The natural resources of the Gulf’s ecosystem are vital to many of the region’s industries that directly support economic progress and job creation, including tourism and recreation, seafood production and sales, energy production and navigation and commerce. Among the major initiatives with specific actions recommended by the preliminary strategy to protect and restore those natural resources are:
Stopping the Loss of Wetlands
Stopping the loss of critical wetlands, sand barriers and beaches is a key recommendation of the preliminary strategy. Key habitats for a wide range of fish and other animals are being lost or reduced across the Gulf. The creation of channels and levees from dredging in the Lower Mississippi often can “disconnect” the vast wetland delta from the source of sediments that built the delta over thousands of years. The strategy aims to restore the supply of sediments needed to build up eroding wetlands and to ultimately reconnect these valuable resources to their historic source of sediments, particularly in the Lower Mississippi. To help do this, the strategy recommends placing ecosystem restoration on an equal footing with historic uses such as navigation and flood damage reduction by approaching water resource management decisions in a far more comprehensive manner that will bypass harm to wetlands, barrier islands and beaches. The strategy also recommends implementation of several congressionally authorized projects in the Gulf that are intended to reverse the trend of wetlands loss.
Reducing the Flow of Nutrients into the Gulf
The strategy calls for working in the Gulf and upstream in the Mississippi watershed to reduce the flow of nutrients into the Gulf by supporting state nutrient reduction frameworks, new nutrient reduction approaches, and targeted watershed work to reduce agricultural and urban sources of nutrients. The strategy recommends addressing the complex issues surrounding the transport of nutrients in excess to our Gulf coast by broadly supporting action-oriented innovations from all sectors that address both the environmental as well as the economics of effective nutrient management.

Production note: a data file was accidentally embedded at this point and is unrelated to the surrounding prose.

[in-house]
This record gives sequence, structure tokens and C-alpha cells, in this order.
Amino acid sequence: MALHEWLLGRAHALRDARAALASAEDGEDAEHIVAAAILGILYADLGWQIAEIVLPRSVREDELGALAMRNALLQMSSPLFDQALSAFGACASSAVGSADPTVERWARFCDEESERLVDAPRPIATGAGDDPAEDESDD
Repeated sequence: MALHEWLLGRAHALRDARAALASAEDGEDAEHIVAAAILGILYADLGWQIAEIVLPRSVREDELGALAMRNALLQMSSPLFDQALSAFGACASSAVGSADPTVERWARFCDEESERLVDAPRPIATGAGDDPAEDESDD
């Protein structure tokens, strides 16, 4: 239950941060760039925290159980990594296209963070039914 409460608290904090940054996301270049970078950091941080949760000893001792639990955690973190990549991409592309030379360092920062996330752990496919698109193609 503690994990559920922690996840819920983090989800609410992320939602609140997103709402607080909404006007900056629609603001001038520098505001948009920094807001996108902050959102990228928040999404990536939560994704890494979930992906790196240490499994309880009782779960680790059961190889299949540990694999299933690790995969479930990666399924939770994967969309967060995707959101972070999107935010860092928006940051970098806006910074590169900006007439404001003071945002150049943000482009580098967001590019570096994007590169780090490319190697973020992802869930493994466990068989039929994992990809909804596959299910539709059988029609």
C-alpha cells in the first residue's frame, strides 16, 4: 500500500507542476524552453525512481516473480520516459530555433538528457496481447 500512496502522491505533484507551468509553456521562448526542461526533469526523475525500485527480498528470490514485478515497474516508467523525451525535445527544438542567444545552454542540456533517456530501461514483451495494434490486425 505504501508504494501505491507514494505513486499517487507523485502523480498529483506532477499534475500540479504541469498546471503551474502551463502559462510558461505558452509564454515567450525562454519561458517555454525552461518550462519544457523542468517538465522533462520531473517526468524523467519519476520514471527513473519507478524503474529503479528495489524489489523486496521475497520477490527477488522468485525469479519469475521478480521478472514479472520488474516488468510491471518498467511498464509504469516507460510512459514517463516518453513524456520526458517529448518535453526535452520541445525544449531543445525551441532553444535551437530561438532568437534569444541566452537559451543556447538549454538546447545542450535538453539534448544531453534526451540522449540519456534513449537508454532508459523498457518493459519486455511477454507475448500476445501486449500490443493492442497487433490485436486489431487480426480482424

Enhancing Resiliency Among Coastal Communities
The strategy calls for enhancing the quality of life of Gulf residents by working in partnership with Gulf with coastal communities themselves -- the living laboratories for facing the challenges posed. The strategy specifically recommends working with each of the States to build the integrated capacity needed through effective coastal improvement plans to better secure the future of their coastal communities and to implement existing efforts underway.
Additionally, the Task Force will begin immediately reviewing existing policies, programs and regulations that are slowing down restoration progress, particularly in the habitat restoration area. The Task Force will also explore innovative ways to implement restoration, measure success and support the restoration with science.
This preliminary strategy represents the Task Force’s strong commitment to the restoration of the Gulf Coast. The strategy was developed following more than 40 public meetings throughout the Gulf to listen to the concerns of the public. It is available to the public for review and feedback at www.epa.gov/gulfcoasttaskforce, until 11:59 p.m. EST October 26, 2011. The Task Force will release the final version in December.